Within organizations today, one of the most delicate balancing acts that boards of directors and compensation committees must perform involves setting executive compensation packages. Over the past decade, seemingly lavish executive compensation plans have faced significant scrutiny from the public, media outlets, shareholders, regulators, and politicians.
What is executive compensation?
Executive compensation includes both the financial payments and non-monetary benefits provided to officers, members of the C-suite, and other executives in exchange for their work on behalf of the organization.
A recent study from the Rock Center for Corporate Governance at Stanford Universityfound that 86% of Americans believe the CEOs of large, public U.S. companies are overpaid. Yet what some critics don’t understand is that being competitive with executive compensation is crucial for attracting the best and brightest talent. The advantages of executive compensation packages are that they play a critical role in attracting, motivating, and retaining highly qualified leaders who help the company achieve its goals.
Executive compensation packages: examples
Organizations have a wide range of arrangements. However, according to the Center on Executive Compensation, executive compensation package examples typically include six components:
Federal law currently limits the amount of compensation that companies can deduct for tax purposes to $1 million. This includes base salary as well as performance-based incentives paid to the CEO, CFO, and the three other highest paid executives. However, there are exceptions for companies with binding contracts in effect before November 2, 2017.
Performance-based annual incentives (bonuses)
These compensate executives for achieving the company’s short-term business strategy. Examples include increasing revenue or market share, improving profit margins, implementing a new corporate strategy, developing new products, expanding into new markets, and completing critical projects.
Performance-based long-term incentives
Long-term incentives are often the largest component of executive pay. They are usually provided in the form of stock, stock options, restricted stock, and performance-vested stock or stock options. Long-term incentives are designed to reward executives for maximizing shareholder value.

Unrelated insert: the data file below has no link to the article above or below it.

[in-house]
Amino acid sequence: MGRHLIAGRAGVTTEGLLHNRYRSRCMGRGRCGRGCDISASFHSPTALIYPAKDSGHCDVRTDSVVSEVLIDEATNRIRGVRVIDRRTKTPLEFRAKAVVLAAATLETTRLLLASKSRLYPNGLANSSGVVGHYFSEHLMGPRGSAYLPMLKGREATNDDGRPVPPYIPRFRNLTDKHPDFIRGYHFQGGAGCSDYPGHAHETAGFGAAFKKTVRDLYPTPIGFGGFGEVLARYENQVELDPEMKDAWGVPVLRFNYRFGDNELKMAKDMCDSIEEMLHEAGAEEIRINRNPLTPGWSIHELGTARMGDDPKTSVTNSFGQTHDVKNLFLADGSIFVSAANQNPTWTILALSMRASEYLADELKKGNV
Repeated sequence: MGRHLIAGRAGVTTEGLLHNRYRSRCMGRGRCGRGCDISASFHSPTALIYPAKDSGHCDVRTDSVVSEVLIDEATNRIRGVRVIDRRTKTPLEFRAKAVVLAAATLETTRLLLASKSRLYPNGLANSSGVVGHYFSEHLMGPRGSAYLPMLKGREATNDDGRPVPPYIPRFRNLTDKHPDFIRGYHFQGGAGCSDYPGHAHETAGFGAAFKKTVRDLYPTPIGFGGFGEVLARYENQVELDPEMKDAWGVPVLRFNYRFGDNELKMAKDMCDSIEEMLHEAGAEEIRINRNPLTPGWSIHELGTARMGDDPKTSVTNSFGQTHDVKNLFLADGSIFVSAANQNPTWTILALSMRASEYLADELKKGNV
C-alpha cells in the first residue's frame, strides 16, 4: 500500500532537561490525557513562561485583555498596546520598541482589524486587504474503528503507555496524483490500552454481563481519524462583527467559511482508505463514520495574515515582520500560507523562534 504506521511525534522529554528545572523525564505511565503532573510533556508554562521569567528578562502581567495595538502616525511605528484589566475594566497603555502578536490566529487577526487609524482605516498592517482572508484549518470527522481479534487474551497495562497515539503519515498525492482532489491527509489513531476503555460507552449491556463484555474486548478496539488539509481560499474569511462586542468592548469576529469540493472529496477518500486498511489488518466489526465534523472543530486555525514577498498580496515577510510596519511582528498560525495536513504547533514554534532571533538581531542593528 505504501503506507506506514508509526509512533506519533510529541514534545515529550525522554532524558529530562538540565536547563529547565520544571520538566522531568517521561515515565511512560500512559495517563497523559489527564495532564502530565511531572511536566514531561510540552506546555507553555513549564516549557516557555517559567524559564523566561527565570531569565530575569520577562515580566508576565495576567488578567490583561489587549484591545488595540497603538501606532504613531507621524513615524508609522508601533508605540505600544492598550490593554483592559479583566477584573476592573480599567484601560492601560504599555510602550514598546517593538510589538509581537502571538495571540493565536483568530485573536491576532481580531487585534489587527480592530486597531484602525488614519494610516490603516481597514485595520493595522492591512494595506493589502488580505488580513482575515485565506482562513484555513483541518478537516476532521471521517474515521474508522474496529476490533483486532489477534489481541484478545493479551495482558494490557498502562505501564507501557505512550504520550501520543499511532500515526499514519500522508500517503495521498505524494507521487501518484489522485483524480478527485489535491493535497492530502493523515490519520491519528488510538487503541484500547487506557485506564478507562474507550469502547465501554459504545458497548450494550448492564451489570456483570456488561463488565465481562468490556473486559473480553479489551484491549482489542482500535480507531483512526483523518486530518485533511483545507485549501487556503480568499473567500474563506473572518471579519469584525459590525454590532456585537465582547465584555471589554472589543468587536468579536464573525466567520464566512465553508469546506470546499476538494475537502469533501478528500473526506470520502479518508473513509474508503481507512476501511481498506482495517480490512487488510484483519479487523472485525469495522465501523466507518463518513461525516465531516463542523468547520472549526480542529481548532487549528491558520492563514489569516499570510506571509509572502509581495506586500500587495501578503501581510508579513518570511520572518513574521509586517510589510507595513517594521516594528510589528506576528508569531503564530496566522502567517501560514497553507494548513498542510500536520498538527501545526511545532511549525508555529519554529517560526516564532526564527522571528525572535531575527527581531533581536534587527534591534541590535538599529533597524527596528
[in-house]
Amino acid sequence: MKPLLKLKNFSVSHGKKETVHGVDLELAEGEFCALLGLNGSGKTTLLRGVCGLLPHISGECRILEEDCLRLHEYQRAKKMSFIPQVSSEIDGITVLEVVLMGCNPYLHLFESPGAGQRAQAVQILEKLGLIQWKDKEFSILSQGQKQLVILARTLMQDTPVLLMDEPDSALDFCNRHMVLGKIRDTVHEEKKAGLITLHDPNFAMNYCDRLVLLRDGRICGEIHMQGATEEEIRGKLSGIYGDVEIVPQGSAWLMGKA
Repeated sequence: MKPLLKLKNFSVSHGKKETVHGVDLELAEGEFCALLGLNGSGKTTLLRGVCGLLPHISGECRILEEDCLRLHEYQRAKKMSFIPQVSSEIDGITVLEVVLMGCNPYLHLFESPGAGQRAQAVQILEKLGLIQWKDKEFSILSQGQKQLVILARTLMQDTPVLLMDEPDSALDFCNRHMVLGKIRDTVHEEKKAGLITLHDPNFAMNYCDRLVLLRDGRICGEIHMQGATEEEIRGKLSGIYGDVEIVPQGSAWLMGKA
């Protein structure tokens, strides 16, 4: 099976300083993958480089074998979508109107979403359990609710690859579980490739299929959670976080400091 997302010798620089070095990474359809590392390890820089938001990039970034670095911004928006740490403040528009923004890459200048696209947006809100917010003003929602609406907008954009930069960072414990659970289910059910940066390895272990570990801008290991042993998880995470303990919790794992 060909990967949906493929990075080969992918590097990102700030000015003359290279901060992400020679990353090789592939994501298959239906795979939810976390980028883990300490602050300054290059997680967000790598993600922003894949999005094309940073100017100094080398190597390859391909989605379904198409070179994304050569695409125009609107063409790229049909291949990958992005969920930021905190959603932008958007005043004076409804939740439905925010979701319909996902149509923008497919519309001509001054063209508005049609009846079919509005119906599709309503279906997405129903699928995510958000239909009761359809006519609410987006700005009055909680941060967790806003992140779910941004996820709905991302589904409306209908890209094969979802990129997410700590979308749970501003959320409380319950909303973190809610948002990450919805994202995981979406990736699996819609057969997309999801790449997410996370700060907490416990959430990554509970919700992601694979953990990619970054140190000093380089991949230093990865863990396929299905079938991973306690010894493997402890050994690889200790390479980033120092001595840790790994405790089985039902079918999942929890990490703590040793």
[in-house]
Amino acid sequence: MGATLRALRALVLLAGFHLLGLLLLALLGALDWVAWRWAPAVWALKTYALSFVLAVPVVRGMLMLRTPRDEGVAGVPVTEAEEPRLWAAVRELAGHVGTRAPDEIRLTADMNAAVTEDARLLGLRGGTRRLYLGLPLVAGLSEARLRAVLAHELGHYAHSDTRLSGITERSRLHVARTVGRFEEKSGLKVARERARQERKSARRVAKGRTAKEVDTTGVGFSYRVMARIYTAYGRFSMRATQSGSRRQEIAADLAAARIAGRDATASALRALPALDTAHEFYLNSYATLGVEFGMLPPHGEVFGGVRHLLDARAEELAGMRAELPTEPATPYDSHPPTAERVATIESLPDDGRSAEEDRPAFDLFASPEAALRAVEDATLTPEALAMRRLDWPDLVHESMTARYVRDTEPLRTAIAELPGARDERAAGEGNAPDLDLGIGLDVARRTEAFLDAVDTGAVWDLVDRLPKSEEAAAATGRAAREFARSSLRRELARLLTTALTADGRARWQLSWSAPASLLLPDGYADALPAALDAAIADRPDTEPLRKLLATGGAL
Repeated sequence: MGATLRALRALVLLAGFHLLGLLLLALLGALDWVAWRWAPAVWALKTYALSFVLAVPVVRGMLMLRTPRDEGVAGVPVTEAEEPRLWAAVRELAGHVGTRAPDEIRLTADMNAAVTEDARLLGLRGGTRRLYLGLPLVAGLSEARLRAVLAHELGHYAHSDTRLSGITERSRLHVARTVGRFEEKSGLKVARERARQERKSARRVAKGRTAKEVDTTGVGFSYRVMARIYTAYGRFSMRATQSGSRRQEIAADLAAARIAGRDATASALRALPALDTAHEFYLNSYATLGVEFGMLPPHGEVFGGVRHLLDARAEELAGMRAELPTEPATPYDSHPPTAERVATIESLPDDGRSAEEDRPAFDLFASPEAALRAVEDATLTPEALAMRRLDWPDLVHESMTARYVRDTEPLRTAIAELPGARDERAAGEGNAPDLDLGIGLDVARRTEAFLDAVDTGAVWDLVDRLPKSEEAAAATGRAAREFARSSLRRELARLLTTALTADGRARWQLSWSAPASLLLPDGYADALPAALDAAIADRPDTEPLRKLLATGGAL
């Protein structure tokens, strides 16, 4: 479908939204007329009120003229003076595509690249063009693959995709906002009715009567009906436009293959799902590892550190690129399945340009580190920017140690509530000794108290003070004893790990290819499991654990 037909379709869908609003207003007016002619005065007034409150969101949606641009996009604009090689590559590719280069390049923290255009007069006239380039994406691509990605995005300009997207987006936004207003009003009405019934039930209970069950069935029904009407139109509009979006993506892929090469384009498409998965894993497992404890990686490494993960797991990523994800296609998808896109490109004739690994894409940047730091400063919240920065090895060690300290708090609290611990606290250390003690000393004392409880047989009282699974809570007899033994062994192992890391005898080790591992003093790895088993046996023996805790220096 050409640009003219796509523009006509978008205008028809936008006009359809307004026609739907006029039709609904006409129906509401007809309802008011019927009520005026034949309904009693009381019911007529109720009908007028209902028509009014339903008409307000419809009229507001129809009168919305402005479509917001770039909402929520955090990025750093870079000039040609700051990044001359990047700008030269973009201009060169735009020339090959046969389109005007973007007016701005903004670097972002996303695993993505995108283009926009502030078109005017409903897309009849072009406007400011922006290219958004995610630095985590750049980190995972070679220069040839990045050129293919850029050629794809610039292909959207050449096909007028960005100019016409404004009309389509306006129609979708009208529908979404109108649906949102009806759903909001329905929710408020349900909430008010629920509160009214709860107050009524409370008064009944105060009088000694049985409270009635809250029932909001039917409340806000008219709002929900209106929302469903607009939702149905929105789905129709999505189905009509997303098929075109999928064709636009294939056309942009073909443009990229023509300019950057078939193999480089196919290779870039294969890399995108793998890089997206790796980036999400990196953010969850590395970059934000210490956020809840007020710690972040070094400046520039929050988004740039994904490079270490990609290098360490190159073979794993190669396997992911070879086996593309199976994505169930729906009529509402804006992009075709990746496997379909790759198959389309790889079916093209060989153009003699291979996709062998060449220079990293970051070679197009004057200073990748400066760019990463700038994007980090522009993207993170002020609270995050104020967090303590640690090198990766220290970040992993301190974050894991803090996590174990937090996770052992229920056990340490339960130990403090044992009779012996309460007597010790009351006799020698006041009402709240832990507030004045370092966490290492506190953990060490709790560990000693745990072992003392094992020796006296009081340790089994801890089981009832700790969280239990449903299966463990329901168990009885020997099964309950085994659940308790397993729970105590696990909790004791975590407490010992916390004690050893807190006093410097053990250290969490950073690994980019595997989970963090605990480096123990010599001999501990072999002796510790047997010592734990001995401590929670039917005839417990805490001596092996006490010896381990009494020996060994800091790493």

Benefit packages typically include many of the same programs available to salaried employees, including vacation and holiday pay, severance, life insurance, and medical insurance. Executives are often eligible to participate in special retirement plans.
Perks are designed to recognize the value the executive brings to the company and the demands on their time. They may receive a driver to and from work, convenient parking, home communications systems, financial planning, security personnel, and the use of company aircraft for business and personal travel.
Often, when an executive is recruited from outside the company, the organization will offer contingent pay. This may provide severance payment in the case of involuntary termination, or “golden parachutes” if the executive loses their job due to a sale or merger.
Executive Compensation Package Structure
According to the Stanford study, the median total compensation among S&P 500 companies is $12 million. Yet because these programs are often structured to reward performance, the executives only receive many aspects of their pay packages if the executive and the company perform well. Executives only benefit if shareholders benefit.
No matter your company’s size or industry, executive compensation is not a “one size fits all” solution. Each organization has unique challenges and goals. Its compensation packages provide an opportunity to differentiate itself in order to attract and retain talent that can increase shareholder value.